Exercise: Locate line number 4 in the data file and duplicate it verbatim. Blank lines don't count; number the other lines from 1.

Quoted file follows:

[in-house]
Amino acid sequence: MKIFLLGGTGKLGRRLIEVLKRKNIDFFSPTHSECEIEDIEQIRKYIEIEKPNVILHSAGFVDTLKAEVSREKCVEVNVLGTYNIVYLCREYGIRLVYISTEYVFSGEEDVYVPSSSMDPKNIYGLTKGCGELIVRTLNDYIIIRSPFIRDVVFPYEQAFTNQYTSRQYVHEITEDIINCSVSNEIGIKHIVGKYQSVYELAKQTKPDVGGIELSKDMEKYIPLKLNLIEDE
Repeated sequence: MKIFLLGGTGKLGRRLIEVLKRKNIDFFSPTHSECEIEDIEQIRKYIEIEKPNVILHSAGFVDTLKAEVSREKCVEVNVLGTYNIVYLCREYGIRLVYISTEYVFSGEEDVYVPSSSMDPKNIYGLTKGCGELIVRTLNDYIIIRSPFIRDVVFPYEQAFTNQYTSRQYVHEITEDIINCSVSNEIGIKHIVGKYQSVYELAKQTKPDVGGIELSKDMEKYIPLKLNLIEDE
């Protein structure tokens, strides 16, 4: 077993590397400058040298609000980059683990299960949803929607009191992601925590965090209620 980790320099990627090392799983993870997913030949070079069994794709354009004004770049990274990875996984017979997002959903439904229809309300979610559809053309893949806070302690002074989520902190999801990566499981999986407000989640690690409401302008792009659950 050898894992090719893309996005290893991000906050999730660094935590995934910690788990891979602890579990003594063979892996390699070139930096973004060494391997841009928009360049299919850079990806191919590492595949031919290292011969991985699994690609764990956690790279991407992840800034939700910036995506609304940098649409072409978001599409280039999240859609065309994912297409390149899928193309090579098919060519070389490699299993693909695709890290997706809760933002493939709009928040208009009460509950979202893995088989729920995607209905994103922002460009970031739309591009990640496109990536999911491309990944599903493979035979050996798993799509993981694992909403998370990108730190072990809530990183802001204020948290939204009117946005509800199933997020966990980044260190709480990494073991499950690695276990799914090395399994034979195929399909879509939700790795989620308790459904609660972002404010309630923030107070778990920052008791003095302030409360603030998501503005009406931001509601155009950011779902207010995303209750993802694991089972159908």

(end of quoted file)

């Protein structure tokens, strides 16, 4: 077993590397400058040298609000980059683990299960949803929607009191992601925590965090209620 980790320099990627090392799983993870997913030949070079069994794709354009004004770049990274990875996984017979997002959903439904229809309300979610559809053309893949806070302690002074989520902190999801990566499981999986407000989640690690409401302008792009659950 050898894992090719893309996005290893991000906050999730660094935590995934910690788990891979602890579990003594063979892996390699070139930096973004060494391997841009928009360049299919850079990806191919590492595949031919290292011969991985699994690609764990956690790279991407992840800034939700910036995506609304940098649409072409978001599409280039999240859609065309994912297409390149899928193309090579098919060519070389490699299993693909695709890290997706809760933002493939709009928040208009009460509950979202893995088989729920995607209905994103922002460009970031739309591009990640496109990536999911491309990944599903493979035979050996798993799509993981694992909403998370990108730190072990809530990183802001204020948290939204009117946005509800199933997020966990980044260190709480990494073991499950690695276990799914090395399994034979195929399909879509939700790795989620308790459904609660972002404010309630923030107070778990920052008791003095302030409360603030998501503005009406931001509601155009950011779902207010995303209750993802694991089972159908």